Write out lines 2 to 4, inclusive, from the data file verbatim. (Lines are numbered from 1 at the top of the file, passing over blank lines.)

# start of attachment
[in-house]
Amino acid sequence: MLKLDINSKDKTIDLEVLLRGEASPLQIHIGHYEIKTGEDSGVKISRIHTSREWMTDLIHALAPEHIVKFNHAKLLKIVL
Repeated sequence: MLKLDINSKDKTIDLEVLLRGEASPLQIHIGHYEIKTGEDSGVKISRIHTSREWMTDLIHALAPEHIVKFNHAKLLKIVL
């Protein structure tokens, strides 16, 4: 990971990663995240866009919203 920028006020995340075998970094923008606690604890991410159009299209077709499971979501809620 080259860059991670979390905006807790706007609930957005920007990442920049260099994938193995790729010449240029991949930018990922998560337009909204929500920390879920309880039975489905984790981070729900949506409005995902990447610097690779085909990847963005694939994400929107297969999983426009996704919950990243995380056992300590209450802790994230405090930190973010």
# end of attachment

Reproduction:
Amino acid sequence: MLKLDINSKDKTIDLEVLLRGEASPLQIHIGHYEIKTGEDSGVKISRIHTSREWMTDLIHALAPEHIVKFNHAKLLKIVL
Repeated sequence: MLKLDINSKDKTIDLEVLLRGEASPLQIHIGHYEIKTGEDSGVKISRIHTSREWMTDLIHALAPEHIVKFNHAKLLKIVL
């Protein structure tokens, strides 16, 4: 990971990663995240866009919203 920028006020995340075998970094923008606690604890991410159009299209077709499971979501809620 080259860059991670979390905006807790706007609930957005920007990442920049260099994938193995790729010449240029991949930018990922998560337009909204929500920390879920309880039975489905984790981070729900949506409005995902990447610097690779085909990847963005694939994400929107297969999983426009996704919950990243995380056992300590209450802790994230405090930190973010």